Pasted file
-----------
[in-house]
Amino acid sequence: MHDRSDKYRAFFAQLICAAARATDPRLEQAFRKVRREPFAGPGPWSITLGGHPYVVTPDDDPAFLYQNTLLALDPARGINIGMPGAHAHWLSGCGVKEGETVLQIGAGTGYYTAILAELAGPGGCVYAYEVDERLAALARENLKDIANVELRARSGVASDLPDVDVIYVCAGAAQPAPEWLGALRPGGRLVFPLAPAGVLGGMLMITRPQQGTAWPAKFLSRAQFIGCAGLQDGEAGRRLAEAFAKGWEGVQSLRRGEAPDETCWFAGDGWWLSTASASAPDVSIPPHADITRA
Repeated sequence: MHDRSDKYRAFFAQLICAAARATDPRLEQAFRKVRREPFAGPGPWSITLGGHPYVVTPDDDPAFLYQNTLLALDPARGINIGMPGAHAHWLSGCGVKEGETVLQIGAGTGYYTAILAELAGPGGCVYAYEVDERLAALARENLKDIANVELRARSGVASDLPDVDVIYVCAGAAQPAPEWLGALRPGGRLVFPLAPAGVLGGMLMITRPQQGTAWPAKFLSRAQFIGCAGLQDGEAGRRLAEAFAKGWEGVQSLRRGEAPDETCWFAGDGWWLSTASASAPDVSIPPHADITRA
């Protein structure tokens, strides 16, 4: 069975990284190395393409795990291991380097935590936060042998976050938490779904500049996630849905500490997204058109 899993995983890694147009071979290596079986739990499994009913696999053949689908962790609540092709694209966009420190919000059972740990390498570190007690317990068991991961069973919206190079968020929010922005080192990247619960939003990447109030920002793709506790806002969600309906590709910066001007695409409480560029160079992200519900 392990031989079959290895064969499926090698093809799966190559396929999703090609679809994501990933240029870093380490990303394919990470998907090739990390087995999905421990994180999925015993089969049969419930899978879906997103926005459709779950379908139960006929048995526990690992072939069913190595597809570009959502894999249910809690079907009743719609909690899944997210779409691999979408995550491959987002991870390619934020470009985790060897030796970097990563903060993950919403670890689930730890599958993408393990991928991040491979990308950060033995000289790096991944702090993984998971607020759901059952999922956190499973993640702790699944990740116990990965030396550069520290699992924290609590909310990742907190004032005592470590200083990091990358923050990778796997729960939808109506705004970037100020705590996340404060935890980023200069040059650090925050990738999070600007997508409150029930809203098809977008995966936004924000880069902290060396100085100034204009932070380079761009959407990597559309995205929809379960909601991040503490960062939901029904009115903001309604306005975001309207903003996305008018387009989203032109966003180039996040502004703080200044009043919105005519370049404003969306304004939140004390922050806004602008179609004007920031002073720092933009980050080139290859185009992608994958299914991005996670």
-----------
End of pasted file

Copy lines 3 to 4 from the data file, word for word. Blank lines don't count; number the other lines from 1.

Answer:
Repeated sequence: MHDRSDKYRAFFAQLICAAARATDPRLEQAFRKVRREPFAGPGPWSITLGGHPYVVTPDDDPAFLYQNTLLALDPARGINIGMPGAHAHWLSGCGVKEGETVLQIGAGTGYYTAILAELAGPGGCVYAYEVDERLAALARENLKDIANVELRARSGVASDLPDVDVIYVCAGAAQPAPEWLGALRPGGRLVFPLAPAGVLGGMLMITRPQQGTAWPAKFLSRAQFIGCAGLQDGEAGRRLAEAFAKGWEGVQSLRRGEAPDETCWFAGDGWWLSTASASAPDVSIPPHADITRA
């Protein structure tokens, strides 16, 4: 069975990284190395393409795990291991380097935590936060042998976050938490779904500049996630849905500490997204058109 899993995983890694147009071979290596079986739990499994009913696999053949689908962790609540092709694209966009420190919000059972740990390498570190007690317990068991991961069973919206190079968020929010922005080192990247619960939003990447109030920002793709506790806002969600309906590709910066001007695409409480560029160079992200519900 392990031989079959290895064969499926090698093809799966190559396929999703090609679809994501990933240029870093380490990303394919990470998907090739990390087995999905421990994180999925015993089969049969419930899978879906997103926005459709779950379908139960006929048995526990690992072939069913190595597809570009959502894999249910809690079907009743719609909690899944997210779409691999979408995550491959987002991870390619934020470009985790060897030796970097990563903060993950919403670890689930730890599958993408393990991928991040491979990308950060033995000289790096991944702090993984998971607020759901059952999922956190499973993640702790699944990740116990990965030396550069520290699992924290609590909310990742907190004032005592470590200083990091990358923050990778796997729960939808109506705004970037100020705590996340404060935890980023200069040059650090925050990738999070600007997508409150029930809203098809977008995966936004924000880069902290060396100085100034204009932070380079761009959407990597559309995205929809379960909601991040503490960062939901029904009115903001309604306005975001309207903003996305008018387009989203032109966003180039996040502004703080200044009043919105005519370049404003969306304004939140004390922050806004602008179609004007920031002073720092933009980050080139290859185009992608994958299914991005996670």